Depression in Late-Life

Archstone Foundation is exploring new ways to improve the quality of life for the one in five older adults who suffer from depression.

Depression among older adults is a serious health problem, often leading to unnecessary suffering, impaired functioning, increased mortality, and excessive use of health care resources. It is estimated that 20% of older adults in the community, and as many as 50% of older adults in nursing homes experience depression. 

Despite recent advances, older adults suffering with depression often do not seek or receive effective treatment.  Older adults at particularly high risk for not receiving effective depression care include minorities, older men, and those with multiple medical problems, less formal education, and/or lower socioeconomic status. Closing gaps in care to improve access to effective depression treatment is important and timely.  One of the most promising approaches to improving the reach, and effectiveness of late-life depression care, is through the systematic involvement of community-based organizations, family, and primary care clinics that work with older adults.  Community-engaged partnerships have tremendous potential to improve:  1) access to care; 2) engagement in treatment; 3) the patient care experience; and 4) quality of care for depressed older adults.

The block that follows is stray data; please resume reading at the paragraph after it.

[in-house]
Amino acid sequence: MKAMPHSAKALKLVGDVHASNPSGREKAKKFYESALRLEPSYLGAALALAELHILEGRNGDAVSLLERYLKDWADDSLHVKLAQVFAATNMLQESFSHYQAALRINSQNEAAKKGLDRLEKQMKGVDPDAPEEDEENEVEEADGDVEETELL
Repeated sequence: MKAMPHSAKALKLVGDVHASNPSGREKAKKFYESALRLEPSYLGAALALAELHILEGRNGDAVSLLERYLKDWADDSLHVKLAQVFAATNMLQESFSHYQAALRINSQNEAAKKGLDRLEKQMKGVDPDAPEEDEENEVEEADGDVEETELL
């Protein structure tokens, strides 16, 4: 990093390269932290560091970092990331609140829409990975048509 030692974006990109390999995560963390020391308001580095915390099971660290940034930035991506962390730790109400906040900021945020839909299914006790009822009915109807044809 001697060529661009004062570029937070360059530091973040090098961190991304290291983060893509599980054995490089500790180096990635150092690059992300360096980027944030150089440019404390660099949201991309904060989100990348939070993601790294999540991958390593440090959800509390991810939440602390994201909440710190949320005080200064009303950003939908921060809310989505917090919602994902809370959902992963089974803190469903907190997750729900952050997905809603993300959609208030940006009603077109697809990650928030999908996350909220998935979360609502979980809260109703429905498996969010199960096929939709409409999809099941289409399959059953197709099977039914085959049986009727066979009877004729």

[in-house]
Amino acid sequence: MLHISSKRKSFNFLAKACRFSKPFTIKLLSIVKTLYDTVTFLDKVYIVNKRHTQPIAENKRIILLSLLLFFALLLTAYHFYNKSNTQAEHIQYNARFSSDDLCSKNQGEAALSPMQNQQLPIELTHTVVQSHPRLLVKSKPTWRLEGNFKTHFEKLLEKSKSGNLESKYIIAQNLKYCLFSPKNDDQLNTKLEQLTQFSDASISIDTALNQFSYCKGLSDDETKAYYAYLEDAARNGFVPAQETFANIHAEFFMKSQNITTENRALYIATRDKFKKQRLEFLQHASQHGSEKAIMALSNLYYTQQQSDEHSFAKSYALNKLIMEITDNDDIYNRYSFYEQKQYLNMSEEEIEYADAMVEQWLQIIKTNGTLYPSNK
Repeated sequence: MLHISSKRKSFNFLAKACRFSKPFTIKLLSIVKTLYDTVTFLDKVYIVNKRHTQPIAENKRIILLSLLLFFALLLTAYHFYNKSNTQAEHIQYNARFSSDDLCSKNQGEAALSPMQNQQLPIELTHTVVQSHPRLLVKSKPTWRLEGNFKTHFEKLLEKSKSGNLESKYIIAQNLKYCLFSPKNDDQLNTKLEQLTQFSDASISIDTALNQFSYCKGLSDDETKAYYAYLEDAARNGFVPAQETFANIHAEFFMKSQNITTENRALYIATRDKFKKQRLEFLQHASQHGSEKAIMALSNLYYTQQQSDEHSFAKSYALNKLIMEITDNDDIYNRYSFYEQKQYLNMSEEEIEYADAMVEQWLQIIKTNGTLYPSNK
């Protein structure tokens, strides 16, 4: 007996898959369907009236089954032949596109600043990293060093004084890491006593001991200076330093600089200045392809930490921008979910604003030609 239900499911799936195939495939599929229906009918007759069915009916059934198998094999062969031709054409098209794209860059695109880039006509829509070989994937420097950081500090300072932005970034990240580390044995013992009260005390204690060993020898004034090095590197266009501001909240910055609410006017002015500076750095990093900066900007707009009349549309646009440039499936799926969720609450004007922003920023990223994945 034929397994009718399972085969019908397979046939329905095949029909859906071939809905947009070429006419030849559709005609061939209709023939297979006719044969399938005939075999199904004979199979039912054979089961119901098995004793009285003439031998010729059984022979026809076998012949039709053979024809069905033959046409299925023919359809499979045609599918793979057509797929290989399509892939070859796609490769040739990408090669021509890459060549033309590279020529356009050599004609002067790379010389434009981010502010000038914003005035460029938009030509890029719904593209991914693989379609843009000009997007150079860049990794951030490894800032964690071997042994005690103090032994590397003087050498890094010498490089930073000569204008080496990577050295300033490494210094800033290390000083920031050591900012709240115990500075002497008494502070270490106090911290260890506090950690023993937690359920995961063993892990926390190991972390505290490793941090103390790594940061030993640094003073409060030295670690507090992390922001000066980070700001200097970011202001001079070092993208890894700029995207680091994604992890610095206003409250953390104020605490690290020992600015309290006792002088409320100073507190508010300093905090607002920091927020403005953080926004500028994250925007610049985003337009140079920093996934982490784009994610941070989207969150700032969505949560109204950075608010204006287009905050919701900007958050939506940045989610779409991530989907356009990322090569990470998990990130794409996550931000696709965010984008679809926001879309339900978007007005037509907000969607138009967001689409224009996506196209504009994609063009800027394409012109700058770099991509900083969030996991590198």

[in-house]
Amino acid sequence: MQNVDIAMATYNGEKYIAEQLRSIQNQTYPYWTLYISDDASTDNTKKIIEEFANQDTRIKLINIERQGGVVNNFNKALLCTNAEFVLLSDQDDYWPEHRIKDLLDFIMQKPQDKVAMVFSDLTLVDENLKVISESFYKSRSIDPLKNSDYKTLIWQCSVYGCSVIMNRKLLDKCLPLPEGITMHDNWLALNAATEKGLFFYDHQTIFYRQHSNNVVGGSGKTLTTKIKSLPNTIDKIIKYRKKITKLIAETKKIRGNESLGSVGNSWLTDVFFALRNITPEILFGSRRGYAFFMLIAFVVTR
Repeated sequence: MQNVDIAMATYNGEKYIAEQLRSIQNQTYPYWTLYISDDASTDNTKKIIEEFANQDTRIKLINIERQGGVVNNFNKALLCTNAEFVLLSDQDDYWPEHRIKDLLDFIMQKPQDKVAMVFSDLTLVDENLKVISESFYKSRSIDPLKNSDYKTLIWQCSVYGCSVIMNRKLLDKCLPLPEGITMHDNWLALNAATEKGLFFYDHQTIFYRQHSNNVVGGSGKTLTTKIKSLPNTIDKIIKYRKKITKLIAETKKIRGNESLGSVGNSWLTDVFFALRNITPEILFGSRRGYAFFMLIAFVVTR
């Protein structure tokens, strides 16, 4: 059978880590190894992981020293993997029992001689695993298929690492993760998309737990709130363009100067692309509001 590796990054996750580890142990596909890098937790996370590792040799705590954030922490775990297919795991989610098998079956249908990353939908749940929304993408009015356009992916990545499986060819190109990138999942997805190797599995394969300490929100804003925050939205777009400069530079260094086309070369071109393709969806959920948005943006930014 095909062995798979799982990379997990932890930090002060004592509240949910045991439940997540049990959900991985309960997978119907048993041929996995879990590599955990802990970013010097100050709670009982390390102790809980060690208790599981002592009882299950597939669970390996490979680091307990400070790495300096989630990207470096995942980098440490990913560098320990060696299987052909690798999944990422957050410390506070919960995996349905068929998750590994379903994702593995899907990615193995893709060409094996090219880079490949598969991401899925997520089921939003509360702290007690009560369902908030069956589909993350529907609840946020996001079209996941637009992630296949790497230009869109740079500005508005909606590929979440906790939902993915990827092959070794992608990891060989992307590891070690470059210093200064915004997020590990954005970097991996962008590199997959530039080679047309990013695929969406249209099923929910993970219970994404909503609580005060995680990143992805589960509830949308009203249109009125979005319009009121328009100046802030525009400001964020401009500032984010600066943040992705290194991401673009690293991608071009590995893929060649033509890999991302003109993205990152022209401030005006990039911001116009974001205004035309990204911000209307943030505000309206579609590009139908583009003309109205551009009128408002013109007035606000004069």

Through its Depression in Late-Life Initiative, the Foundation seeks to improve the quality of life for adults, 65 and older, suffering from depression. A partnership with the University of Washington (UW) and the University of California, Davis (UC Davis) to implement the Care Partners: Bridging Families, Clinics, and Communities to Advance Late-Life Depression Care project will fund innovative approaches to treating depression in older adults through community-engaged partnerships. These partnerships are working together to deliver collaborative care for depression.